Asked what he had achieved as counsellor, he said had helped to create a working relationship between people who were politically and socially exclusive from each other (black and white) through, for instance, the introduction of a small bar at which, after the main council meeting, people could mingle unofficially and talk over issues which had been formally discussed. Other lesser successes he cites were the putting up of street lights throughout his council ward and this completed, the diversion of the money to the building of roads in the high density suburbs and of houses in both the high and low density suburbs.
"More houses were built in 1980 than before and since." Among the home ownership schemes generated then, he says were Kuwadzana, Sunningdale, St Mary's, Zengeza and Warren Park. Had this momentum been kept up, he believes, and not become bogged down by bureaucracy and arguments about plot size, there would not be the housing problems which currently beset this country.
"Decent housing is the most effective way of dealing with Aids. There is a need for married couples to have privacy in order to combat the Aids epidemic."
In 1990, he became one of Zanu PF's non- constituency members of parliament and in the same year, was made minister of health-the sixth such minister in nine years.
How did he come to the attention of the president? "You would have to ask him that," he replied. "I met the president during the 1980s and the late First Lady, particularly through the child survival programme. She had great feeling for the disadvantaged."
He says on his appointment it was predicted that he would last just two years, but he managed to defeat this assessment and deal with outstanding structural development problems largely through ensuring that the ministry worked as a team and by maintaining contacts with local authorities around the country. Thus, in his first term he was able to put forward the district hospital programme conceptualised by former health minister Dr Sydney Sekeramayi and his assistants, but believes that bureaucracy and delays have often hampered progress in the ministry, although he has managed to deal with corruption on a team level.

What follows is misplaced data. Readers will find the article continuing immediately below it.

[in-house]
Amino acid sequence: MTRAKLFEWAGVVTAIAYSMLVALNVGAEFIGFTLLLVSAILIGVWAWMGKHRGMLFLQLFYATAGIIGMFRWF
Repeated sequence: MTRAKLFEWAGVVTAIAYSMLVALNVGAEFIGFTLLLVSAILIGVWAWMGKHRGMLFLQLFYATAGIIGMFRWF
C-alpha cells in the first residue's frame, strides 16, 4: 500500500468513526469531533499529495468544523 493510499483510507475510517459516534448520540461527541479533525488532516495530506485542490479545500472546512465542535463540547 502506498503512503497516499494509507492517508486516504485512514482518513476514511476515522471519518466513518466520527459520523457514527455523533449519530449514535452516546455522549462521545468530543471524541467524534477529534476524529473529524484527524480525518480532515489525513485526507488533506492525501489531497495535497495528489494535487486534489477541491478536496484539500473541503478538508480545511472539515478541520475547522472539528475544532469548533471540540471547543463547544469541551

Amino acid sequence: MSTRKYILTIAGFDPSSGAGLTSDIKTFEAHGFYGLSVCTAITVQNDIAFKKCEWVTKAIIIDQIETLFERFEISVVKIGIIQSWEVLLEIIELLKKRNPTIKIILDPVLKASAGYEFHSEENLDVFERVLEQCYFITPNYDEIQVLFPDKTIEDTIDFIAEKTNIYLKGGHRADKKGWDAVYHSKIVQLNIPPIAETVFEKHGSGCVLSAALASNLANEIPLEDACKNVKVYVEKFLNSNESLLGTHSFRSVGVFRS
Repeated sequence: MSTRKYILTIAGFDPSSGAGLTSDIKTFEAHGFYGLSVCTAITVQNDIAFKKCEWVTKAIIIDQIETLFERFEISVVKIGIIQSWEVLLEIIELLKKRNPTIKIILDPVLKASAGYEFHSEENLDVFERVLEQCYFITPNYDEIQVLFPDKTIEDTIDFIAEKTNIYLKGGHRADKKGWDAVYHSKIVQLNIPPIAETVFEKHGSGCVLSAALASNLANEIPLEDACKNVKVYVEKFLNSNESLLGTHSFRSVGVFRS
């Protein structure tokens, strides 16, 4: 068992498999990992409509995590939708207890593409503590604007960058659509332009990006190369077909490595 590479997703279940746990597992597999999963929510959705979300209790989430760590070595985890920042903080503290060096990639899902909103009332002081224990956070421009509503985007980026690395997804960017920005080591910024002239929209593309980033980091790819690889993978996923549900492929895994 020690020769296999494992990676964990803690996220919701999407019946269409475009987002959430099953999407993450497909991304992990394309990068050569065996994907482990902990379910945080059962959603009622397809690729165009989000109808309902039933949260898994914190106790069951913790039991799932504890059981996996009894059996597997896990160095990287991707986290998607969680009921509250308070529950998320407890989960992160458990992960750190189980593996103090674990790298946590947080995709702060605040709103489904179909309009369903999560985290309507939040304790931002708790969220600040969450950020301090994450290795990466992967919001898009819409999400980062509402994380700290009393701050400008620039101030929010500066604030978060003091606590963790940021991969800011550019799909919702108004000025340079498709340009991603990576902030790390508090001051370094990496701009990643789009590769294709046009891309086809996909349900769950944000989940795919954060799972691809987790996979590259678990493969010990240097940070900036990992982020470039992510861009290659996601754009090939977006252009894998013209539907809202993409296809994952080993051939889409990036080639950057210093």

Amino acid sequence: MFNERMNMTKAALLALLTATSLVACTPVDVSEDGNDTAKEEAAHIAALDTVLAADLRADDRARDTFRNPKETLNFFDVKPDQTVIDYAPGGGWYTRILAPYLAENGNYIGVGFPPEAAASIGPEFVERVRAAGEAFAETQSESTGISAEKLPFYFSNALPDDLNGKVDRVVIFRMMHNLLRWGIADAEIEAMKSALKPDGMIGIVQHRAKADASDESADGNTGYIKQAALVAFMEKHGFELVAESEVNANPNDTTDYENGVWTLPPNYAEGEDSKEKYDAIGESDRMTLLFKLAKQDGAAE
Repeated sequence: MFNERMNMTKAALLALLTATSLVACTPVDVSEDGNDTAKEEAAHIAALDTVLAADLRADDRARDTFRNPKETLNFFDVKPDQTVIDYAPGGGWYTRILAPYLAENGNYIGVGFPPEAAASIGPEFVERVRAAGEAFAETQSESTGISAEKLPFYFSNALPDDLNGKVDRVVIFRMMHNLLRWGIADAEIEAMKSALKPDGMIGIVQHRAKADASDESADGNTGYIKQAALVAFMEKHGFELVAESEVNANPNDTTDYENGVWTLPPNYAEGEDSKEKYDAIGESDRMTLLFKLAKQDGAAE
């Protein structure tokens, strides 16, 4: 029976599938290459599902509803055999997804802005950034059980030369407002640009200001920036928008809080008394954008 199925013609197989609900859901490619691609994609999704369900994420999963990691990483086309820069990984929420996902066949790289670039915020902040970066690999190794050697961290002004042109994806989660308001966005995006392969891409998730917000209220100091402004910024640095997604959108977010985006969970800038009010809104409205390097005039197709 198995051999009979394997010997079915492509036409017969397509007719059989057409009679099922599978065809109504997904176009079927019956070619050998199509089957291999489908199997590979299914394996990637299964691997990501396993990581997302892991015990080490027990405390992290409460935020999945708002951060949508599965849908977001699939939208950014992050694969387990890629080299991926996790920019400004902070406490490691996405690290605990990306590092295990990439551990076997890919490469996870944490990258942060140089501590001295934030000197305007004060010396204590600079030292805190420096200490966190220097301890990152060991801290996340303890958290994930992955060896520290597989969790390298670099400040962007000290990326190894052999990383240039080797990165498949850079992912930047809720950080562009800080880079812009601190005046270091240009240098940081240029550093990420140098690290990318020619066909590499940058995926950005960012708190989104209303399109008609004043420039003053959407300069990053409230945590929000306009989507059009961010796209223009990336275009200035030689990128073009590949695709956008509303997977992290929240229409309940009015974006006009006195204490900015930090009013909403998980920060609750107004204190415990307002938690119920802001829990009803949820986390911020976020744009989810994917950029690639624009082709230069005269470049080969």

He has a close relationship, he says, with colleagues in the SADC region so that they have been able to approach the World Health Organisation as one. One of his achievements in the international field was in helping to ensure the relocation of WHO Africa to Harare from Brazzaville because the latter had failed to be an effective voice for African health concerns because of the civil war there, and its relative inaccessibility.
He serves on the executive board of WHO. On whether, due to his long involvement with the organisation, he would consider putting himself forward for election as director-general, he replied: "I have no interest in being an international civil servant at any level. You get paid well, but you sell your soul."